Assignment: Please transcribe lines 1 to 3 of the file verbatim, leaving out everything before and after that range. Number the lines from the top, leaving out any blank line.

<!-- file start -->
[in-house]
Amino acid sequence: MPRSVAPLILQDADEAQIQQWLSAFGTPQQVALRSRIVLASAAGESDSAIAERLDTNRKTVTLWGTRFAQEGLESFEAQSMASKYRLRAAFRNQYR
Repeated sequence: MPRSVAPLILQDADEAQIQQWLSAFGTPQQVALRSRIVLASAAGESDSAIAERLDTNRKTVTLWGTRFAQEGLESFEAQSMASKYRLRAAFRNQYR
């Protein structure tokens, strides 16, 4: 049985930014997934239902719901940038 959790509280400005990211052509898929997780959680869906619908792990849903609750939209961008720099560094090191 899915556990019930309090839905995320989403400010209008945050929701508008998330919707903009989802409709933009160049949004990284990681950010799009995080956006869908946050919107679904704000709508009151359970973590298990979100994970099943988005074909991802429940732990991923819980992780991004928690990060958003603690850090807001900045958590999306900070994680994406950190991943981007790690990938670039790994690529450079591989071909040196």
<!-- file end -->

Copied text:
[in-house]
Amino acid sequence: MPRSVAPLILQDADEAQIQQWLSAFGTPQQVALRSRIVLASAAGESDSAIAERLDTNRKTVTLWGTRFAQEGLESFEAQSMASKYRLRAAFRNQYR
Repeated sequence: MPRSVAPLILQDADEAQIQQWLSAFGTPQQVALRSRIVLASAAGESDSAIAERLDTNRKTVTLWGTRFAQEGLESFEAQSMASKYRLRAAFRNQYR